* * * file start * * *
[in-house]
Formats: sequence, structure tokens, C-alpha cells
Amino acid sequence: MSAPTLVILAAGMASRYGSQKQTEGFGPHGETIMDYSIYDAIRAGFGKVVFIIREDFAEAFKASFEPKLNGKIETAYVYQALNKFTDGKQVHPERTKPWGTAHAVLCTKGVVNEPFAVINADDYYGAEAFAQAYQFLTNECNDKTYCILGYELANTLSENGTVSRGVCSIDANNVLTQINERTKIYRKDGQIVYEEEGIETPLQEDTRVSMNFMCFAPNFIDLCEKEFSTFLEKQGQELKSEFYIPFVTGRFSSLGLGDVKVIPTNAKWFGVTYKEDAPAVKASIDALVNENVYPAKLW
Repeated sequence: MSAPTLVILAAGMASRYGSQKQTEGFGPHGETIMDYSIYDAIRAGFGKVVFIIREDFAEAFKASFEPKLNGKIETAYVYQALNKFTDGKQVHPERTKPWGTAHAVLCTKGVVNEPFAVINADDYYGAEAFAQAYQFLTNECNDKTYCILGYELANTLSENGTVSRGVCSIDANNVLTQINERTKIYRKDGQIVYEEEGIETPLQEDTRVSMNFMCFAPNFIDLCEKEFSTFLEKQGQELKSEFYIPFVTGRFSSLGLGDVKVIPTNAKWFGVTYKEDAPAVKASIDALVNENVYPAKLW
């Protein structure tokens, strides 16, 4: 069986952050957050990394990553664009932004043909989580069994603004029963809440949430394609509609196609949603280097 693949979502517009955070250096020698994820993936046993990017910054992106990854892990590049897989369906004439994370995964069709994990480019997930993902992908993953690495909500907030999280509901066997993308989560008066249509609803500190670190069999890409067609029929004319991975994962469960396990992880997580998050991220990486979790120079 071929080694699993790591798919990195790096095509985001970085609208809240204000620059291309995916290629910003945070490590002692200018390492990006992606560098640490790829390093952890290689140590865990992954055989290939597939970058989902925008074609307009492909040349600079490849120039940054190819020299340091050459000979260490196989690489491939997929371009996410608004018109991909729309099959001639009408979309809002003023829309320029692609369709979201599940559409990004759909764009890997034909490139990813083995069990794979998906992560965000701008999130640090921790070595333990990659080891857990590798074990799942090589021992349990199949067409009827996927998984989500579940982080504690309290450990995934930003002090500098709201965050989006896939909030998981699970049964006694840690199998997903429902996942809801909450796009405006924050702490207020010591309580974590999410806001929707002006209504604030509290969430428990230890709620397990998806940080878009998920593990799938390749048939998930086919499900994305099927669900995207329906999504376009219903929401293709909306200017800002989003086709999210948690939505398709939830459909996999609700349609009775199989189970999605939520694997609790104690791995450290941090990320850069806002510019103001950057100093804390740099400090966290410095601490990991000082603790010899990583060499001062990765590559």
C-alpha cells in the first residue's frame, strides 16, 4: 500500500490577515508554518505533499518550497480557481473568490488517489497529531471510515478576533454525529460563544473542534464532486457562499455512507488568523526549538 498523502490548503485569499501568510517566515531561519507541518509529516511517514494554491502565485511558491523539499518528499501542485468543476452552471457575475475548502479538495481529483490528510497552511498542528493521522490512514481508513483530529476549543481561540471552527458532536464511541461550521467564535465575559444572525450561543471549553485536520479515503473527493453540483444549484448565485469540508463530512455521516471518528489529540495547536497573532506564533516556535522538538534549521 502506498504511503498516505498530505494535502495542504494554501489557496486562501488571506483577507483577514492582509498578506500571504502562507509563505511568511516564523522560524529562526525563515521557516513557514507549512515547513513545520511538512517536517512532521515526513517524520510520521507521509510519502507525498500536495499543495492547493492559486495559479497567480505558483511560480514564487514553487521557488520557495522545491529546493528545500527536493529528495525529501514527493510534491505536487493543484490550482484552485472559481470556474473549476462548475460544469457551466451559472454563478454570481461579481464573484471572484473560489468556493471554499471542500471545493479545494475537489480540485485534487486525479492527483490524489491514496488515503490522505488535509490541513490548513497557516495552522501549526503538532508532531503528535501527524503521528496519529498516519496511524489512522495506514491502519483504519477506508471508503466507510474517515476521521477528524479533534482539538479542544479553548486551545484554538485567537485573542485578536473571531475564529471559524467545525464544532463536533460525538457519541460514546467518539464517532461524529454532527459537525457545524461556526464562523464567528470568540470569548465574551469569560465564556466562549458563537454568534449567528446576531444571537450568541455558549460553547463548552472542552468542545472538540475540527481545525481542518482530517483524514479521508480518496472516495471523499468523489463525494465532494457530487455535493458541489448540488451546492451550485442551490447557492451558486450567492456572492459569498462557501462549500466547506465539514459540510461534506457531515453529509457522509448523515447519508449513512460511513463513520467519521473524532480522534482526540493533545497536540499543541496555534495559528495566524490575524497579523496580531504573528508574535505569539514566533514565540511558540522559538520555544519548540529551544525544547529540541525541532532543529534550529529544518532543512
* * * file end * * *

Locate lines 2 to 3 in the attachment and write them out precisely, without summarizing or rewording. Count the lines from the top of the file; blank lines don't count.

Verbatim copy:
Formats: sequence, structure tokens, C-alpha cells
Amino acid sequence: MSAPTLVILAAGMASRYGSQKQTEGFGPHGETIMDYSIYDAIRAGFGKVVFIIREDFAEAFKASFEPKLNGKIETAYVYQALNKFTDGKQVHPERTKPWGTAHAVLCTKGVVNEPFAVINADDYYGAEAFAQAYQFLTNECNDKTYCILGYELANTLSENGTVSRGVCSIDANNVLTQINERTKIYRKDGQIVYEEEGIETPLQEDTRVSMNFMCFAPNFIDLCEKEFSTFLEKQGQELKSEFYIPFVTGRFSSLGLGDVKVIPTNAKWFGVTYKEDAPAVKASIDALVNENVYPAKLW